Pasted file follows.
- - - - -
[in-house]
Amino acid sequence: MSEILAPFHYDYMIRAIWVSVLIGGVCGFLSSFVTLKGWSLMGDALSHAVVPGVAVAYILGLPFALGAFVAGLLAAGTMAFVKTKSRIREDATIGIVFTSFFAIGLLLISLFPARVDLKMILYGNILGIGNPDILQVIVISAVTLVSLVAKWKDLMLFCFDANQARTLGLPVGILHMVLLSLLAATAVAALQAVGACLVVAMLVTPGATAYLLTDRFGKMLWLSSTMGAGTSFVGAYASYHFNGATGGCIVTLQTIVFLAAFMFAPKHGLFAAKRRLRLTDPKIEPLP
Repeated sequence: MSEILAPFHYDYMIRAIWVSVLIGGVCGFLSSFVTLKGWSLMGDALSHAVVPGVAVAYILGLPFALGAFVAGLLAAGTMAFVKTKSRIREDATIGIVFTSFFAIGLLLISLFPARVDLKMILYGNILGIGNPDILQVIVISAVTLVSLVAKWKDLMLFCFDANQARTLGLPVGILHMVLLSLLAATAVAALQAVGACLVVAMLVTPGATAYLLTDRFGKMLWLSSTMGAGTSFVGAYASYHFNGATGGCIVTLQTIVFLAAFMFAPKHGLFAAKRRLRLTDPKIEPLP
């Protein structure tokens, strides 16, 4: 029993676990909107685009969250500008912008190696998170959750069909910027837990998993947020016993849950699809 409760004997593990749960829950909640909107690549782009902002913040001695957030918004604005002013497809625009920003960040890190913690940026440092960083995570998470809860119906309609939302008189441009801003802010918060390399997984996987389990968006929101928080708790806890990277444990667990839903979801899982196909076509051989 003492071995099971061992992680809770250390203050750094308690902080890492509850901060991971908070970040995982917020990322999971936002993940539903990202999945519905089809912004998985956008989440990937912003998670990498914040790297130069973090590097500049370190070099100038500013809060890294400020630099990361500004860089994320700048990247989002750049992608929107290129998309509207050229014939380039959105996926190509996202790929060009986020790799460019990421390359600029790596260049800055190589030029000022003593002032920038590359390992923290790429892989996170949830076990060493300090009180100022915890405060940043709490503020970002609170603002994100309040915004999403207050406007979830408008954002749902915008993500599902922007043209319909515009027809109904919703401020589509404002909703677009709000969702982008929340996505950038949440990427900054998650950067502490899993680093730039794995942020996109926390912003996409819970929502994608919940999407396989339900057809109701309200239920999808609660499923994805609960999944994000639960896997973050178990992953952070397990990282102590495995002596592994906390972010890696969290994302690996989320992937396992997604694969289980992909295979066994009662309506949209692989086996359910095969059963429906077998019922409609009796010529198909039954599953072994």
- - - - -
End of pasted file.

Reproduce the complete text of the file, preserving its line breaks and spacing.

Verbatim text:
[in-house]
Amino acid sequence: MSEILAPFHYDYMIRAIWVSVLIGGVCGFLSSFVTLKGWSLMGDALSHAVVPGVAVAYILGLPFALGAFVAGLLAAGTMAFVKTKSRIREDATIGIVFTSFFAIGLLLISLFPARVDLKMILYGNILGIGNPDILQVIVISAVTLVSLVAKWKDLMLFCFDANQARTLGLPVGILHMVLLSLLAATAVAALQAVGACLVVAMLVTPGATAYLLTDRFGKMLWLSSTMGAGTSFVGAYASYHFNGATGGCIVTLQTIVFLAAFMFAPKHGLFAAKRRLRLTDPKIEPLP
Repeated sequence: MSEILAPFHYDYMIRAIWVSVLIGGVCGFLSSFVTLKGWSLMGDALSHAVVPGVAVAYILGLPFALGAFVAGLLAAGTMAFVKTKSRIREDATIGIVFTSFFAIGLLLISLFPARVDLKMILYGNILGIGNPDILQVIVISAVTLVSLVAKWKDLMLFCFDANQARTLGLPVGILHMVLLSLLAATAVAALQAVGACLVVAMLVTPGATAYLLTDRFGKMLWLSSTMGAGTSFVGAYASYHFNGATGGCIVTLQTIVFLAAFMFAPKHGLFAAKRRLRLTDPKIEPLP
């Protein structure tokens, strides 16, 4: 029993676990909107685009969250500008912008190696998170959750069909910027837990998993947020016993849950699809 409760004997593990749960829950909640909107690549782009902002913040001695957030918004604005002013497809625009920003960040890190913690940026440092960083995570998470809860119906309609939302008189441009801003802010918060390399997984996987389990968006929101928080708790806890990277444990667990839903979801899982196909076509051989 003492071995099971061992992680809770250390203050750094308690902080890492509850901060991971908070970040995982917020990322999971936002993940539903990202999945519905089809912004998985956008989440990937912003998670990498914040790297130069973090590097500049370190070099100038500013809060890294400020630099990361500004860089994320700048990247989002750049992608929107290129998309509207050229014939380039959105996926190509996202790929060009986020790799460019990421390359600029790596260049800055190589030029000022003593002032920038590359390992923290790429892989996170949830076990060493300090009180100022915890405060940043709490503020970002609170603002994100309040915004999403207050406007979830408008954002749902915008993500599902922007043209319909515009027809109904919703401020589509404002909703677009709000969702982008929340996505950038949440990427900054998650950067502490899993680093730039794995942020996109926390912003996409819970929502994608919940999407396989339900057809109701309200239920999808609660499923994805609960999944994000639960896997973050178990992953952070397990990282102590495995002596592994906390972010890696969290994302690996989320992937396992997604694969289980992909295979066994009662309506949209692989086996359910095969059963429906077998019922409609009796010529198909039954599953072994």